forces of life consciousness

windsofthewillow
image source: Winds of the Willow

Not too long ago thousands spent their lives as recluses to find spiritual vision in the solitude of nature. Modern man need not become a hermit to achieve this goal, for it is neither ecstasy nor world-estranged mysticism his era demands, but a balance between quantitative and qualitative reality. Modern man, with his reduced capacity for intuitive perception, is unlikely to benefit from the contemplative life of a hermit in the wilderness. But what he can do is to give undivided attention, at times, to a natural phenomenon, observing it in detail, and recalling all the scientific facts about it he may remember. Gradually, however, he must silence his thoughts and, for moments at least, forget all his personal cares and desires, until nothing remains in his soul but awe for the miracle before him. Such efforts are like journeys beyond the boundaries of narrow self-love and, although the process of intuitive awakening is laborious and slow, its rewards are noticeable from the very first. If pursued through the course of years, something will begin to stir in the human soul, a sense of kinship with the forces of life consciousness which rule the world of plants and animals, and with the powers which determine the laws of matter. While analytical intellect may well be called the most precious fruit of the Modern Age, it must not be allowed to rule supreme in matters of cognition. If science is to bring happiness and real progress to the world, it needs the warmth of man’s heart just as much as the cold inquisitiveness of his brain.
~ Franz Winkler
(Man: The Bridge Between Two Worlds)

16 thoughts on “forces of life consciousness”

  1. Such efforts are like journeys beyond the boundaries of narrow self-love and, although the process of intuitive awakening is laborious and slow, its rewards are noticeable from the very first.

    This sentence seemed to vibrate for me, so I reposted it here. The boundaries once approached and recognized are the places we need to go beyond but they are our comfort zones as well. (for me anyway).

    I could truly write an essay on this passage. I don’t know this book, I think it is something I may look into!

    1. The book is from the 1980s but it still rings true that science needs to pay attention to the reality of our inner worlds, and I think it is doing so more and more of that in recent decades. But not all scientists are on board just yet! The “laborious and slow” process of intuitive awakening isn’t always that way – there are a lot of little kids (like I was) who welcome that awakening with open arms and hearts, much to the consternation of one or both of their more logical parents!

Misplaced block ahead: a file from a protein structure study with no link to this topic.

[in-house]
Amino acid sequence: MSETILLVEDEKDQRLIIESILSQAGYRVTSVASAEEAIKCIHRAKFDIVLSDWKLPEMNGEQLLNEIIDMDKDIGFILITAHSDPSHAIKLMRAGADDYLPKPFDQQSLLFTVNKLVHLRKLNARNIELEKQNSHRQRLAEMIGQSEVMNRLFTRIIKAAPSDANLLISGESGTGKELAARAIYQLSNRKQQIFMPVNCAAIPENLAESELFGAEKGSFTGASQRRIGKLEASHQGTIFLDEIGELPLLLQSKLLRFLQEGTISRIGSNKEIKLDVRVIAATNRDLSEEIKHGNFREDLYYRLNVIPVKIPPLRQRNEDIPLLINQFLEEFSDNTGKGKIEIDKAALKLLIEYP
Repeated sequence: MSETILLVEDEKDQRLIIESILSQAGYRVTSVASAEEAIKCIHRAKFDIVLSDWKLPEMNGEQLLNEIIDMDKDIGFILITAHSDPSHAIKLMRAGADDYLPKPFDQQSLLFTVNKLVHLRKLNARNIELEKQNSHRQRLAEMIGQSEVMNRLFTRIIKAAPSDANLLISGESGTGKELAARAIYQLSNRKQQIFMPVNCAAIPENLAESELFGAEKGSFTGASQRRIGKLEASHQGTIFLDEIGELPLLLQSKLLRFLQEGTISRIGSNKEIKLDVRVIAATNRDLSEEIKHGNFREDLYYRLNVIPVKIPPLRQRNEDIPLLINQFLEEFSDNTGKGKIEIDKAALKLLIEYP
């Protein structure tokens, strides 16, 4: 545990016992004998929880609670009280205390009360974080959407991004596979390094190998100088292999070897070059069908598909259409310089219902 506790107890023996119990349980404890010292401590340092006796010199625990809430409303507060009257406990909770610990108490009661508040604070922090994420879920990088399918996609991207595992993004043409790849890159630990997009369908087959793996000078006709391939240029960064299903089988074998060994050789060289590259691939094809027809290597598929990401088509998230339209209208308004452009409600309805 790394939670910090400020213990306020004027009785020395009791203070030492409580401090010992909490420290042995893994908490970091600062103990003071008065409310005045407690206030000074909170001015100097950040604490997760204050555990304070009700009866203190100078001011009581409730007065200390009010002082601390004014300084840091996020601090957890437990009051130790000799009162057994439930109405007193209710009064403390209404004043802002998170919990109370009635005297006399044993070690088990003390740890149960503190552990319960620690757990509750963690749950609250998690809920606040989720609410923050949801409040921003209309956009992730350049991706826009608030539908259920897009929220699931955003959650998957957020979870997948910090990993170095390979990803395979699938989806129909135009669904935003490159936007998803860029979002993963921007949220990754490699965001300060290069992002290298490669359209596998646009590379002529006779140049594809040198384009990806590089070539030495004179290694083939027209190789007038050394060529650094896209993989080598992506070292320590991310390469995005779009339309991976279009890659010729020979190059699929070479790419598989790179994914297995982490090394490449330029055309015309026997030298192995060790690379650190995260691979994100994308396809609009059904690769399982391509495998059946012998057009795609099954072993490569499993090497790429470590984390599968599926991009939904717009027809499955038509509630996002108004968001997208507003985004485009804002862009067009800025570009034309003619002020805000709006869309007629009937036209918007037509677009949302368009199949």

If you do write an essay on this passage, Jeff, I hope you’ll post it on your blog! Thank you for your thoughtful comment!

    1. You’re very welcome, Gitanjali. I love the Rumi quote – we do need our hearts to understand the mysteries and wonders of science and the universe. Someday I need to find a book of Rumi’s poetry, every time someone quotes him I am inspired. Thank you for sharing some of his wisdom.

    1. Thank you, Robin. I’m not sure what it is about the color blue – any time I see it with this vividness my heart skips a couple of beats and I’m hopelessly enchanted…

    1. You’re welcome, Laurie! How wonderful that you found what you needed here at the right time. I am humbled…

    1. You’re welcome, Kathy! I am grateful for the Mystical Cat with the Yellow Eyes, too, and for the anonymous photographer who captured and shared its magic…

    1. Happy you liked the enchanting cat, Sybil. I think the quote appealed to me because it echoes some of the ideas I “discovered” about spirit and science being opposite sides of the same coin…

  2. The photo is really creepy… such yellow eyes and everything else so blue.

    The quote is thought provoking. I don’t think modern woman needs to become a hermit to find the spiritual answers but she needs to get away from the bright lights of modern life for an extended period of time because how else can we escape our multi-tasking ever demanding lives? When I walked in Spain without a single electronic “device” ie no cell phone or computer, I felt liberated and lighter.

    1. Oh dear, Rosie – so sorry you found the photo creepy – it’s interesting how something can be enchanting to someone, and unsettling to someone else.

      Your hike along The Way of St. James in Spain seems it was exactly the kind of experience Winkler describes as being so spiritually rewarding. Some of us can also escape, but with smaller steps, by observing nature in our local surroundings, appreciating with awe the sense of being part of the web of life, at one with the universe. When I was a little girl, I would feel ecstasy simply by climbing and sitting up high in my hemlock tree, absorbing in its wonderful energy.

  3. Hi Barbara. I think we need to be in touch with nature. For some that could be a challenge. We are part of nature and need to acknowledge this at some level. The cat in the photo seems to see me differently than I see me! Jane

    1. It’s interesting how different people need different things to be in touch with spirit and nature. I think having pets or plants in the city is a way some connect with nature. To me, cats are endlessly enchanting and seem to be very in touch with spiritual things!

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